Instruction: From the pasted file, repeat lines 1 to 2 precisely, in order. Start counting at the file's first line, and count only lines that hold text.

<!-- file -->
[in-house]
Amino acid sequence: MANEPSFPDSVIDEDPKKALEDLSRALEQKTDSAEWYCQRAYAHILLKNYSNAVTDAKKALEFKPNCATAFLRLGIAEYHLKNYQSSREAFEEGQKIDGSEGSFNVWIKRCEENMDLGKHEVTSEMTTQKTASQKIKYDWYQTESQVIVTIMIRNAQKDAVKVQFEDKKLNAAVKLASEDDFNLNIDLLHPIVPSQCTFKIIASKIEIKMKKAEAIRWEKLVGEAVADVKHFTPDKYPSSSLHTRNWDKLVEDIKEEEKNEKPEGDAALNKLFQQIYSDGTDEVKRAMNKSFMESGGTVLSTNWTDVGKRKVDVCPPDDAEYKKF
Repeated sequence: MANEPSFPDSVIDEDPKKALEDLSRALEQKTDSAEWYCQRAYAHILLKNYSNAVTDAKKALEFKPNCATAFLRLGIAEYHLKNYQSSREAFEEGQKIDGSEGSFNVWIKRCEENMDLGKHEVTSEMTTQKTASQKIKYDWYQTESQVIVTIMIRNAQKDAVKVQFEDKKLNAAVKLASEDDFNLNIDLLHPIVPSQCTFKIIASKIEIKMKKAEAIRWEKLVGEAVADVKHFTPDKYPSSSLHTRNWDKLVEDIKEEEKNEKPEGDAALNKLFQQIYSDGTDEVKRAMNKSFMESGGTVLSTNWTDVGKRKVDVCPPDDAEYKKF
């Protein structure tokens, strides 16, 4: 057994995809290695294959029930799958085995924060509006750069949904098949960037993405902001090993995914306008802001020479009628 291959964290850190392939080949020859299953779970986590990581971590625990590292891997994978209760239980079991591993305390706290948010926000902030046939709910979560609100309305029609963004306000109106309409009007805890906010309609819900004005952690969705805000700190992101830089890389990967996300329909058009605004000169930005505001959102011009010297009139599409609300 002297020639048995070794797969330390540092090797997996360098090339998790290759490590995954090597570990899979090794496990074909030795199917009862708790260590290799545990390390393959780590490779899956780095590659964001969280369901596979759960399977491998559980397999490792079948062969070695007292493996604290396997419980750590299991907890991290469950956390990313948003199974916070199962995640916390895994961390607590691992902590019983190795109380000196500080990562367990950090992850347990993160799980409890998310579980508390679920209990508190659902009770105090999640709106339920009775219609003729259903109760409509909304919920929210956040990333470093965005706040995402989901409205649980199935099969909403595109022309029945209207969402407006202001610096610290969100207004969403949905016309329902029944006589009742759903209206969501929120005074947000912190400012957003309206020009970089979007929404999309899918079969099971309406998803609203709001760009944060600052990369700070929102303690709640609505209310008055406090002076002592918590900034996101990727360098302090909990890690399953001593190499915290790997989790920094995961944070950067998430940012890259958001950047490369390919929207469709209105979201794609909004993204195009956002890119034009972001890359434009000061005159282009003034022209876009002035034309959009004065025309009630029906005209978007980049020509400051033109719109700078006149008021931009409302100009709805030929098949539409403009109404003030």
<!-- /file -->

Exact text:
[in-house]
Amino acid sequence: MANEPSFPDSVIDEDPKKALEDLSRALEQKTDSAEWYCQRAYAHILLKNYSNAVTDAKKALEFKPNCATAFLRLGIAEYHLKNYQSSREAFEEGQKIDGSEGSFNVWIKRCEENMDLGKHEVTSEMTTQKTASQKIKYDWYQTESQVIVTIMIRNAQKDAVKVQFEDKKLNAAVKLASEDDFNLNIDLLHPIVPSQCTFKIIASKIEIKMKKAEAIRWEKLVGEAVADVKHFTPDKYPSSSLHTRNWDKLVEDIKEEEKNEKPEGDAALNKLFQQIYSDGTDEVKRAMNKSFMESGGTVLSTNWTDVGKRKVDVCPPDDAEYKKF